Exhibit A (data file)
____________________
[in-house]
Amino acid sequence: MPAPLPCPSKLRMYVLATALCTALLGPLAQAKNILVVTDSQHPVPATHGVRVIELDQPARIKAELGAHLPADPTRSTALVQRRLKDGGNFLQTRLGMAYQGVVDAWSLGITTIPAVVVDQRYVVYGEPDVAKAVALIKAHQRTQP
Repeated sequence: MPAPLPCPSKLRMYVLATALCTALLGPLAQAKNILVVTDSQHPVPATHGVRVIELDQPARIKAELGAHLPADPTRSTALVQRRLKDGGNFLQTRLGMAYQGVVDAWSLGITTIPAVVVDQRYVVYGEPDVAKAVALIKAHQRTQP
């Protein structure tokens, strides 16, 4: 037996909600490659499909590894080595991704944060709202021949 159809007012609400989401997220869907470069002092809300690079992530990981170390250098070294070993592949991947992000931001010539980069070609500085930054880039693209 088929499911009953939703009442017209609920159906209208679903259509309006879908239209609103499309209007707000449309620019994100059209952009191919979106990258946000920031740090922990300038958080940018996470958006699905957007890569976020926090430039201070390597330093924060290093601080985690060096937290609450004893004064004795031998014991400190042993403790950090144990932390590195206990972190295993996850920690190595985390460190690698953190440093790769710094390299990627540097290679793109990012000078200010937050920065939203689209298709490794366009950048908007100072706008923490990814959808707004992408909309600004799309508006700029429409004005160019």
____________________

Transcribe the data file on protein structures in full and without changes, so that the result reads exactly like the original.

[in-house]
Amino acid sequence: MPAPLPCPSKLRMYVLATALCTALLGPLAQAKNILVVTDSQHPVPATHGVRVIELDQPARIKAELGAHLPADPTRSTALVQRRLKDGGNFLQTRLGMAYQGVVDAWSLGITTIPAVVVDQRYVVYGEPDVAKAVALIKAHQRTQP
Repeated sequence: MPAPLPCPSKLRMYVLATALCTALLGPLAQAKNILVVTDSQHPVPATHGVRVIELDQPARIKAELGAHLPADPTRSTALVQRRLKDGGNFLQTRLGMAYQGVVDAWSLGITTIPAVVVDQRYVVYGEPDVAKAVALIKAHQRTQP
């Protein structure tokens, strides 16, 4: 037996909600490659499909590894080595991704944060709202021949 159809007012609400989401997220869907470069002092809300690079992530990981170390250098070294070993592949991947992000931001010539980069070609500085930054880039693209 088929499911009953939703009442017209609920159906209208679903259509309006879908239209609103499309209007707000449309620019994100059209952009191919979106990258946000920031740090922990300038958080940018996470958006699905957007890569976020926090430039201070390597330093924060290093601080985690060096937290609450004893004064004795031998014991400190042993403790950090144990932390590195206990972190295993996850920690190595985390460190690698953190440093790769710094390299990627540097290679793109990012000078200010937050920065939203689209298709490794366009950048908007100072706008923490990814959808707004992408909309600004799309508006700029429409004005160019």